I used the column in BLUE as it is a firm dollar amount from the prior year--1991.  I used the Bureau of Labor Statistics calculator to adjust the numbers into 2014 dollars.  Those numbers are in the box "2014 Dollars (Inflation Adjusted)".

The RED arrows point to the inflation adjusted sales figure. Example: For KFC, sales of $3,200,000,000 ($3.2 Billion dollars) in 1991 would be equivalent to $5,562,000,000 ($5.525 Billion dollars) in 2014 dollars.

I used 2014 because from HERE I was able to find the latest yearly sales figures for these 4 companies.  Those numbers are in the box "2014 Actual Sales".

Now, this is the fun part!  Look at the differences that occurred over time.

Actual Total Sales for all 4 chains are 71% higher than the inflation adjusted figure. It is good to be in the chicken business, right?

What other observations can you make about these 4 companies?

Wednesday, August 3, 2016

UK minimum wage pre and post-Brexit. How has it changed?

There is always a debate about the appropriate level at which the minimum wage should be set (or even if there should be one).

International comparisons are often used to see how other countries approach the use of it as a policy tool.

Here is how the U.K. deals with the issue. They have what is called a "tier" approach---a different minimum wage for different age groups and/or skill levels.

Of course the wages are in Sterling Pound, the currency of the UK. We know with "Brexit" the value of the Pound has taken a hit over the course of the last month or so.

For the purposes of understanding how making cross border comparisons can be tricky, let's put the a above numbers in the current exchange rate, exchange rate before Brexit and Purchasing Power Parity (PPP) exchange rate.

Before the effects of Brexit hit the market, the Pound was trading at roughly $1.45. So if you take the above wage rates and multiply them by $1.45 that will give you the US dollar value of the minimum wage for that particular age/skill group.

For 25 and over: $10.44.  For 21-24: $9.72.  For 18-20: $7.69. For under 18: $5.61. Apprentice: $4.79

Today, the exchange rate is 1 Pound = $1.33. Again, take the numbers in the chart above and multiply by $1.33.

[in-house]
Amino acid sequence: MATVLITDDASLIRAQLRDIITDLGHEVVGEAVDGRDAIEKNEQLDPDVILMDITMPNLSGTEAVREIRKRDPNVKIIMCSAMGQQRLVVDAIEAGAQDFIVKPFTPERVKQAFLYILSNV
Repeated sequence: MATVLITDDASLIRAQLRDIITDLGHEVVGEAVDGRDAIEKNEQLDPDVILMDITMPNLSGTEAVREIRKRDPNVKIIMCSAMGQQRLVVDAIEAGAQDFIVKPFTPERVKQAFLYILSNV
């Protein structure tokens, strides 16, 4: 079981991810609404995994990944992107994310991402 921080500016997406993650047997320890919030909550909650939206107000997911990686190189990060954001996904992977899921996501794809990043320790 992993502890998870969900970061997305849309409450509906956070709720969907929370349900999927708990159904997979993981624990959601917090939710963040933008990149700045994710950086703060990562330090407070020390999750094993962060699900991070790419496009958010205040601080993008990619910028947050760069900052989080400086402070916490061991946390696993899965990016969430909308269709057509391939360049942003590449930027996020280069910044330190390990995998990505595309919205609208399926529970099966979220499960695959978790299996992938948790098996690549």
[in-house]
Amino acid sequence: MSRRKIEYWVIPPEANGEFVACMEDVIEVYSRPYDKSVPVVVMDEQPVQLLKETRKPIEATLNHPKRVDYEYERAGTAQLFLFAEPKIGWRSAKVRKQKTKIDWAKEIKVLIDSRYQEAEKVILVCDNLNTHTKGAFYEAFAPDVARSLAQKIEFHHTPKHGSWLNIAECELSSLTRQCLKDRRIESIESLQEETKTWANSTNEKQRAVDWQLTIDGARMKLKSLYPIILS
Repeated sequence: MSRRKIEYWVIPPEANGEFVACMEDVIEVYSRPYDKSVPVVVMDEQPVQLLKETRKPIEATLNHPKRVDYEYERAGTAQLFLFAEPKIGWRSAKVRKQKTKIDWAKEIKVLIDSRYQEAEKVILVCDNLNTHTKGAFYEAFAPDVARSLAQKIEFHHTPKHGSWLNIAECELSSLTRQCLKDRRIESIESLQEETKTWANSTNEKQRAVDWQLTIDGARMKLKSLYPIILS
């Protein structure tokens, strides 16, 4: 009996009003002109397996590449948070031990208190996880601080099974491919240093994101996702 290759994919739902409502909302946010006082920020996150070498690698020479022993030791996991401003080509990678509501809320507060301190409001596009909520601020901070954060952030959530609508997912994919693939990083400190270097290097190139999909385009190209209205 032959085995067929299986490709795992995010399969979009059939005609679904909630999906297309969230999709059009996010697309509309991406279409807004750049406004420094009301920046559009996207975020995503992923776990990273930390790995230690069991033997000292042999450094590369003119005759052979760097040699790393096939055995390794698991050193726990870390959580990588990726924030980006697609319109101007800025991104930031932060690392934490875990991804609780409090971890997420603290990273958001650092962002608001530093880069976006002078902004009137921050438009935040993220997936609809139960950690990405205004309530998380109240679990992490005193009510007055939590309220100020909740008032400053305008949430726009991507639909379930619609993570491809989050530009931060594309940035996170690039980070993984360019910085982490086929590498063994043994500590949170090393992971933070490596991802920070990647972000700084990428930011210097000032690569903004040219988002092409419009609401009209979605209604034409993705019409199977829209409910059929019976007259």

For 25 and over: $9.58.  For 21-24: $8.91.  For 18-20: $7.04. For under 18: $5.15. Apprentice: $4.39.

Quite a difference!  The only thing that changed is the exchange rate between the Dollar and the Pound in a relatively short period of time.  You can see how using current exchange rates can present a misleading picture when presented in current exchange rates.

Fortunately we have a better, but not necessarily perfect, way to show the differences in currency exchange rates.  It is called Purchasing Power Parity (PPP).  PPP is the economists preferred exchange rate to use when making international comparisons because it takes country specific prices/price level into consideration.

In many cases the PPP exchange rate varies drastically in comparison to market exchange rates.

In the case of the UK, data from the OECD show the PPP rate to be almost identical (1 cent less) to the pre-Brexit market exchange rate: $.144 (See the data here).  The numbers I calculated above for "pre-Brexit" will only be slightly less given the PPP exchange rate.

The US has minimum wage has some exceptions but for the most part, regardless of age and/or skill level, it is a blanket $7.25 per hour.  You can see how this falls into the UK policy scheme.

So, when someone quotes a foreign country's minimum wage in dollars it is critical to know (1) if that it is in current dollars how has that currency faired lately in the foreign exchange market and (2) is that in market dollars or in PPP?

Then judge by the look on their face if they are as informed as you or not.  :)

Sunday, July 31, 2016

Cherry-picking the Cherry Pickers. Should this grower be angry?

A bit of a internet storm over a photo a Michigan cherry grower posted to Facebook.

 A Michigan tart cherry farmer is leaving 14% of his crop this year to rot on the ground to comply with an industry marketing agreement intended to keep cherry prices stable. And he's not happy about it.
A frustrated Marc Santucci, who grows about 30 acres of cherries on his 80-acre Traverse City farm, put a photo of the dumped cherries, thick on the ground, on Facebook Tuesday — and the photo had been shared nearly 38,000 times as of Thursday afternoon. (From USA TODAY)

He is lamenting the fact that he is required to destroy a portion of his cherry crop in order to meet supply requirements of the Cherry Industry Administrative Board.  His method of disposal was to dump it on the ground (a common way).

The Cherry Board is charged with stabilizing the price growers receive for their cherry harvest.  The main tool to accomplish this is controlling the supply of cherries that make it to market.

Here is a series of slides I created to explain in Supply and Demand terms what I believe is going on.